One of the most complex issues for people facing criminal allegations to process is how circumstantial evidence can be used to arrive at charges and even convictions. Describing evidence as circumstantial makes it sound irrelevant unless you look at the problem the way a criminal defense lawyer would. There is also a popular myth, perpetuated by TV and film crime dramas, that a person can't be convicted on the basis of circumstantial evidence. Let's take a look at how circumstantial evidence really figures into criminal cases.
What is Circumstantial Evidence?
Suppose a police officer came into court and said that a defendant had been seen running away from the scene of the crime. The circumstances of the person's relationship to the crime scene operate as one breadcrumb that could potentially lead to evidence that they were involved in the crime.
How Powerful is Circumstantial Evidence?
Ideally, the court wants to see direct evidence of a crime. A jury is going to feel much more compelled by a video of an assault than testimony that screams and fighting were heard in an area where the defendant was, for example. Direct evidence, though, isn't the whole ball game.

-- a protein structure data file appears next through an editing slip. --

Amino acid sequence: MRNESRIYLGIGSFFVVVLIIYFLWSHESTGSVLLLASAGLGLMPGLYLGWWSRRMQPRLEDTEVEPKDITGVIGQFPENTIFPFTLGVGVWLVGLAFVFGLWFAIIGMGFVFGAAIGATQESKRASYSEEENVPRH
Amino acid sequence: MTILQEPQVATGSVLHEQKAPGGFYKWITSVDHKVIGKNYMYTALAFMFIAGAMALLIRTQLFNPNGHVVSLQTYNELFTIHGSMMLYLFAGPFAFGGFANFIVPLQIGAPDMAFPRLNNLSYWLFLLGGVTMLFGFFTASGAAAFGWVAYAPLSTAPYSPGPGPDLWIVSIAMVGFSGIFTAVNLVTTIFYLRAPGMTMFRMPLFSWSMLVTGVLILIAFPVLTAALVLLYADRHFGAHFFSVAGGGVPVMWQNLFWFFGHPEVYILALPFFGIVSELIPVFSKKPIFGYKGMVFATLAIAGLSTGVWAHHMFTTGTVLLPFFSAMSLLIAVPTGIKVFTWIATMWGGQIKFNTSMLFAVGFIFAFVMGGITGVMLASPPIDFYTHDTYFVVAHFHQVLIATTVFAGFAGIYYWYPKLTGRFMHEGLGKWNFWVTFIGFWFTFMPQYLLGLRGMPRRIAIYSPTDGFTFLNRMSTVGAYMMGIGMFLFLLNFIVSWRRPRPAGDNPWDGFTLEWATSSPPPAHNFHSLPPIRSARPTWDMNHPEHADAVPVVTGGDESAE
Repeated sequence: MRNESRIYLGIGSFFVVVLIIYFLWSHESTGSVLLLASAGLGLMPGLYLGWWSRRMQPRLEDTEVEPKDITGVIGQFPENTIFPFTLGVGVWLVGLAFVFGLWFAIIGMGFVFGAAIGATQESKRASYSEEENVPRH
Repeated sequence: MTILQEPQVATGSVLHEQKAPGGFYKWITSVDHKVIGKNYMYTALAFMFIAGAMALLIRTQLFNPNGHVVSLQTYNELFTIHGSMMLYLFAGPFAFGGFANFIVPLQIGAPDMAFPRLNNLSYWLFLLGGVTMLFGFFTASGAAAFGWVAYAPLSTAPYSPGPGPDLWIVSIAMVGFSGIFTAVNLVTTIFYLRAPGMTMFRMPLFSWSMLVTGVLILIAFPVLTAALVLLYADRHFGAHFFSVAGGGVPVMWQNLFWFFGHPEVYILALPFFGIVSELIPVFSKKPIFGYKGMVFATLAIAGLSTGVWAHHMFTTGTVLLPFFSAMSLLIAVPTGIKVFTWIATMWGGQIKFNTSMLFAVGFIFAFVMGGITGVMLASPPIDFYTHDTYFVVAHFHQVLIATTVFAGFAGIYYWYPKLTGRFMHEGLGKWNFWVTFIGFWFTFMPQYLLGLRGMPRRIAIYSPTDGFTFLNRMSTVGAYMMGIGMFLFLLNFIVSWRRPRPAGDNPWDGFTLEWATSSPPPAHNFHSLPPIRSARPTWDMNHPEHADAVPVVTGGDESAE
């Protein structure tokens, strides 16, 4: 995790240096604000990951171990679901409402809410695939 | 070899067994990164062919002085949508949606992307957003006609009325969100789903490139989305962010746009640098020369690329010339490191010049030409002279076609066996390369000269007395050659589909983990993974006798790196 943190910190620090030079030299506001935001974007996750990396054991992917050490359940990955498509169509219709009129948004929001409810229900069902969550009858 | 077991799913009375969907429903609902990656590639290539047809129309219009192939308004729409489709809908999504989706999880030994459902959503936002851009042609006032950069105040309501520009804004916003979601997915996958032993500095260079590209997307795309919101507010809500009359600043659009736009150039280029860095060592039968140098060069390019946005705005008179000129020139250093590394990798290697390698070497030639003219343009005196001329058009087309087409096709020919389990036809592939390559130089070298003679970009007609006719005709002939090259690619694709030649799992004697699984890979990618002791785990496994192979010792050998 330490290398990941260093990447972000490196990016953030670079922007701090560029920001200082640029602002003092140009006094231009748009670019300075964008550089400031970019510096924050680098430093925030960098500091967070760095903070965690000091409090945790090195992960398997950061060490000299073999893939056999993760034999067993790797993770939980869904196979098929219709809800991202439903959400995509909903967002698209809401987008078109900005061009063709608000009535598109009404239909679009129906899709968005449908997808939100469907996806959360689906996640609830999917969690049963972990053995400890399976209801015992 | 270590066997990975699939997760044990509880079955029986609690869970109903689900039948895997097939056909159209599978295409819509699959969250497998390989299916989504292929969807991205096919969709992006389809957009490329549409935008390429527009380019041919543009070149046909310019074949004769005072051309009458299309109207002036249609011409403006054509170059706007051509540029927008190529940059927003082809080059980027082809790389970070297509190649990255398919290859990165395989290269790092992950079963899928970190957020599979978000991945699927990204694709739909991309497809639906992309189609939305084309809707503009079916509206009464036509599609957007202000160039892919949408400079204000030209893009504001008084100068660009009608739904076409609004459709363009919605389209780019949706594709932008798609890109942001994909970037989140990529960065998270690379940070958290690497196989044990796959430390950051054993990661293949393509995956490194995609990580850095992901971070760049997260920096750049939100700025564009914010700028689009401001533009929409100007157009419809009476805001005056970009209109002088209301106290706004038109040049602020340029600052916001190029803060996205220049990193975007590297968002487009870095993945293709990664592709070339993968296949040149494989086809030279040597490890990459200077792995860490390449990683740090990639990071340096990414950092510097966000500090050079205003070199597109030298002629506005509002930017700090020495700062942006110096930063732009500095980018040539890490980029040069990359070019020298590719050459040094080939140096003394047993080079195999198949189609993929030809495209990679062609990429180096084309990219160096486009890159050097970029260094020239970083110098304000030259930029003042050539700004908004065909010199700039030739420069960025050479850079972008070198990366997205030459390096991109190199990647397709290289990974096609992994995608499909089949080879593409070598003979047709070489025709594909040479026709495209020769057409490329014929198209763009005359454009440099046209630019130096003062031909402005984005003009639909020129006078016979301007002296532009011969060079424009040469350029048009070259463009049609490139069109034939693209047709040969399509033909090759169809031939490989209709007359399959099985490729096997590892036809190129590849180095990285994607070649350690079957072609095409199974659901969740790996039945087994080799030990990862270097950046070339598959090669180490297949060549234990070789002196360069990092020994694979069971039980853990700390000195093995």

A single piece of circumstantial evidence is unlikely to ever lead to a conviction. It's also rare that a purely circumstantial case is prosecuted. The criminal lawyer for someone seen running from the scene of a crime, per the earlier example, might be able to argue that they were running from the scene out of fear for their own life.
Circumstantial evidence often provides texture and detail to a case. If an individual had threatened their ex by text message, for example, that circumstance would be considered at least worthy of investigation if the ex was assaulted a couple of days later.
Layers of circumstantial evidence can be built up, too. The accused in such a case might also have visited the emergency room to have abrasions on their knuckles and broken bones in their hand treated. In isolation, the threat and the injuries aren't close to enough to justify more than a cursory investigation. Put those two circumstances together, though, and the case starts to look more compelling.
Defending Against Circumstantial Evidence
For a criminal defense lawyer, questioning each piece of circumstantial evidence is critical. Life does happen, and not all circumstances look good. Innocent people can be surrounded by bad circumstances, and it's important to lay out the details.
For more information, contact a criminal defense lawyer.